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Biofuel a threat to food security

November 28, 2011

“Use of large-scale mono cropping could lead to significant biodiversity loss, soil erosion and nutrient leaching,” stated the The Institute of European Environmental Policy. - File photo


In the course of growing concerns about unstable oil supplies and the impact of fossil fuels on global warming, biofuels are receiving increased attention. Putting ethanol instead of gasoline in your tank saves oil.

Biofuels, which are made from corn, palm oil, sugarcane and other agricultural products, are seen by many as a cleaner and cheaper way to meet the world’s soaring energy needs than with greenhouse-gas emitting fossil fuels.

Ethanol, a major biofuel, is an alcohol-based fuel made by fermenting and distilling crops that have been broken down into simple sugars. Ethanol is even used as a fuel for non-diesel engines (spark ignition) or as an additive to gasoline engines In the US, ethanol is mostly manufactured from starchy crops like corn.

There are two types of ethanol fuel that are commonly referred to e85 and e10. E85 is a blend of 85 per cent ethanol and 15 per cent gasoline that’s used in flex-fuel vehicles. E10 is a gasoline blend that contains up to 10 per cent ethanol.

Brazil, which produces large amounts of ethanol, uses sugarcane to manufacture it and is the largest producer and consumer of ethanol in the world. It has a goal of having all of its vehicles capable of running on ethanol or gasoline, in the next few years. Countries like Brazil have made ethanol a viable alternative energy fuel because they have devoted time to research and also due to government funding.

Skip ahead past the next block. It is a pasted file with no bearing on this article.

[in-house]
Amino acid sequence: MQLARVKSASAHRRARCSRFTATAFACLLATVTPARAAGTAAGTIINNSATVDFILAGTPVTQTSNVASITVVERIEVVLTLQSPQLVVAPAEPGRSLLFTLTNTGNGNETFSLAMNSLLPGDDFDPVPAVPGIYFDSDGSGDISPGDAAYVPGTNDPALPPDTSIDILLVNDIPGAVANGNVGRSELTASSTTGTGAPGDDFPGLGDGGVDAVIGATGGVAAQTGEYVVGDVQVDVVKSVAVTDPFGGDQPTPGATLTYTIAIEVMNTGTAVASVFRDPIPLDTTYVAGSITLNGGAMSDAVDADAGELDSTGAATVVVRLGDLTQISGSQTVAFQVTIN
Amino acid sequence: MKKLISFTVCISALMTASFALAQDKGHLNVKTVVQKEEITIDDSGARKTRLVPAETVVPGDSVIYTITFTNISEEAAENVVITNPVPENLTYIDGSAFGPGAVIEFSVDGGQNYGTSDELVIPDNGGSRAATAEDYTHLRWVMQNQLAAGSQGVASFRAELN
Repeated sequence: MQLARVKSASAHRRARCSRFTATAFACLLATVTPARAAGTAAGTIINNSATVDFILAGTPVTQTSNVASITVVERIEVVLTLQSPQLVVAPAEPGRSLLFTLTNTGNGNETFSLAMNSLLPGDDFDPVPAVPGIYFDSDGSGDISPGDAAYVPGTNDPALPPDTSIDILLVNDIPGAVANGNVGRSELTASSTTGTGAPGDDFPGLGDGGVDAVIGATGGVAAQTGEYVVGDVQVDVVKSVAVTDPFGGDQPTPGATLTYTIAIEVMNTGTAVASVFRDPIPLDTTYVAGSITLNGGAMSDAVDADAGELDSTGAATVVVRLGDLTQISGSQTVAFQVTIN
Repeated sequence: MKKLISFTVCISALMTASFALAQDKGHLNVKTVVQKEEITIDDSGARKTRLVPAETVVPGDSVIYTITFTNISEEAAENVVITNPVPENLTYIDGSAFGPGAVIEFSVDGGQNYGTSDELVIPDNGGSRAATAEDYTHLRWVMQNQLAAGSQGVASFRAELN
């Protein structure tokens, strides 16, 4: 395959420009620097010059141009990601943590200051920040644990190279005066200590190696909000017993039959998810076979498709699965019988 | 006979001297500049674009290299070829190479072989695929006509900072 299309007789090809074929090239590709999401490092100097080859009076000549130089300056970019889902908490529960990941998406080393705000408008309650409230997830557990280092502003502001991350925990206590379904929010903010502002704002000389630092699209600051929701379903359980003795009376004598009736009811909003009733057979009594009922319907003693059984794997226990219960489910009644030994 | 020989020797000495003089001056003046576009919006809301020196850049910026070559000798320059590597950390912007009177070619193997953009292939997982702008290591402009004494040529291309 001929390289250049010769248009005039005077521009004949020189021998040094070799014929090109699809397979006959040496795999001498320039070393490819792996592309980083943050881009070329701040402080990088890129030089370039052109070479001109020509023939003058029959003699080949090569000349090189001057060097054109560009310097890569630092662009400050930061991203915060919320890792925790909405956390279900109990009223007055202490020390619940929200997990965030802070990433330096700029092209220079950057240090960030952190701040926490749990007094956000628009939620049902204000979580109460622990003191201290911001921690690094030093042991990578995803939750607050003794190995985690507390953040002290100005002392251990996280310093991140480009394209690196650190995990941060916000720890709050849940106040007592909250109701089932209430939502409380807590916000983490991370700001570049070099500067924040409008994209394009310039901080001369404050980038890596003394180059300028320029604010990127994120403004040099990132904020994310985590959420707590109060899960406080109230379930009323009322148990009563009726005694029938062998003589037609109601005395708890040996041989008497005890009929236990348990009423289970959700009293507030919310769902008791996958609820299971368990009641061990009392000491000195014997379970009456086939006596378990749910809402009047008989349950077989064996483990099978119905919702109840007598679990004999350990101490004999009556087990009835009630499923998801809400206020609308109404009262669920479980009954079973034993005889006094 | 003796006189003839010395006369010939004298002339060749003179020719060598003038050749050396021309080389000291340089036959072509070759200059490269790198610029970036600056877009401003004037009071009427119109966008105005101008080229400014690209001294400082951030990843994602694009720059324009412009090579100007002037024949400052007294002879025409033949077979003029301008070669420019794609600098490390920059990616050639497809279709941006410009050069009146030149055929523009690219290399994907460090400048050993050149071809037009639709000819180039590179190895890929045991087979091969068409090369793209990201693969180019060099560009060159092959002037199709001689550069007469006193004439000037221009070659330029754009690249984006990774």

European leaders have decided that at least 10 per cent of fuels will come from biofuels, like ethanol, by 2020, and the US Congress is working on a proposal that would increase production of biofuels by seven times by 2022. With oil prices at record highs, biofuels have become an attractive alternative energy source for poor countries, some of which spend six times more in importing oil than on healthcare.

But environmentalists have warned that the biofuel craze can do as much or more damage to environment as dirty fossil fuels, a concern reflected in the report released on Tuesday in New York by the UN-Energy, a consortium of 20 UN agencies and programmes.

The Amazon rainforest is being destroyed every year to produce biofuel crops. So now we see the consequences in Africa. With a world population expected to reach nine billion by 2025, this could lead to starvation and social conflicts. Biofuels are not a green solution. We cannot pretend to save the planet by condemning billions to death by starvation.

European Union countries must drop their biofuels targets or else risk plunging more Africans into hunger and raising carbon emissions, according to Friends of the Earth (FoE).

Natural disasters including floods in Pakistan and a heat wave in Russia have wiped out crops in recent weeks and intensified fears of widespread food shortages.

Half of the 3.2m hectares (ha) of biofuel land identified – in countries from Mozambique to Senegal – is linked to 11 British companies, more than any other country.

Another risk is that biofuel use could increase carbon emissions by increasing destruction of forests when displaced local farmer’s clear land. The Institute of European Environmental Policy recently said carbon released from deforestation linked to biofuels could exceed carbon savings by 35 per cent in 2011 rising to 60 per cent in 2018. Currently, this indirect impact is not considered in European sustainability guidelines.

“Use of large-scale mono cropping could lead to significant biodiversity loss, soil erosion and nutrient leaching,” it said, adding that investments in bio energy must be managed carefully, at national, regional and local levels to avoid new environmental and social problems “some of which could have irreversible consequences.”